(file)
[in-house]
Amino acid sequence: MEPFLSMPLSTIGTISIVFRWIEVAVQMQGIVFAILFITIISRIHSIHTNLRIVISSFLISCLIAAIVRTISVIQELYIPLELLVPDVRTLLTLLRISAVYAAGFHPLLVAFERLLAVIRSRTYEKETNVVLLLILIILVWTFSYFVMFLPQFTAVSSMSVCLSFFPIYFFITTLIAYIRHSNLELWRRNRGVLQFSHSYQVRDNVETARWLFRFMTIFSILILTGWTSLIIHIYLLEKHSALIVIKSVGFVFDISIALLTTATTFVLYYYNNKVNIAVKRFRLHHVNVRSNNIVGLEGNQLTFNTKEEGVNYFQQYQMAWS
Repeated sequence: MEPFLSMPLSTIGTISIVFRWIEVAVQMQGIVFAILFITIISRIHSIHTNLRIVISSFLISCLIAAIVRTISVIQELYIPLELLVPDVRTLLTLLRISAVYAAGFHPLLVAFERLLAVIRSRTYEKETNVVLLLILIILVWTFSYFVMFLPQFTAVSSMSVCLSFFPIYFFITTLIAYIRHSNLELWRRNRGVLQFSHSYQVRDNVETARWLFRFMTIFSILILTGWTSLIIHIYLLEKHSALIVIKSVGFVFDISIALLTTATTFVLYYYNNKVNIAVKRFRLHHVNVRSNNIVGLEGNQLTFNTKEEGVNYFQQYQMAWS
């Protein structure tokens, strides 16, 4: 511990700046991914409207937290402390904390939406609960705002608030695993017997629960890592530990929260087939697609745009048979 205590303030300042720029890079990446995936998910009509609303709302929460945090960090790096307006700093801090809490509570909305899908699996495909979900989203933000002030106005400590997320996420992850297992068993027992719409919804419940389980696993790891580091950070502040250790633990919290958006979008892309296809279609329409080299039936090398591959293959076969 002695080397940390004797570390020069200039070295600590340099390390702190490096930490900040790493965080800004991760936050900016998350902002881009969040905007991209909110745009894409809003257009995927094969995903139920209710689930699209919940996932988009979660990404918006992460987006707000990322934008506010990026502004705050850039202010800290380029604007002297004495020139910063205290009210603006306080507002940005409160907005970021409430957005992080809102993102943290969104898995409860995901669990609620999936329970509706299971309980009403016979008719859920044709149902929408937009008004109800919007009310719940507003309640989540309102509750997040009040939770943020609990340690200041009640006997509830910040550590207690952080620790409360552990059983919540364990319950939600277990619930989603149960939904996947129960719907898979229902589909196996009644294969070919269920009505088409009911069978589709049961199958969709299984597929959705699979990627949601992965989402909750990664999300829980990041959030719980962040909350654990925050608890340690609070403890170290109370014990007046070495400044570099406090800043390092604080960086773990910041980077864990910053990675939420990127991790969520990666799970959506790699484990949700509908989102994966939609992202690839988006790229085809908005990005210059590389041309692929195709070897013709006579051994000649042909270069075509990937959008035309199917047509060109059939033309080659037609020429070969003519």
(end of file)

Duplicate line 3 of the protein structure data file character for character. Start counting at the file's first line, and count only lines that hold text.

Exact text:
Repeated sequence: MEPFLSMPLSTIGTISIVFRWIEVAVQMQGIVFAILFITIISRIHSIHTNLRIVISSFLISCLIAAIVRTISVIQELYIPLELLVPDVRTLLTLLRISAVYAAGFHPLLVAFERLLAVIRSRTYEKETNVVLLLILIILVWTFSYFVMFLPQFTAVSSMSVCLSFFPIYFFITTLIAYIRHSNLELWRRNRGVLQFSHSYQVRDNVETARWLFRFMTIFSILILTGWTSLIIHIYLLEKHSALIVIKSVGFVFDISIALLTTATTFVLYYYNNKVNIAVKRFRLHHVNVRSNNIVGLEGNQLTFNTKEEGVNYFQQYQMAWS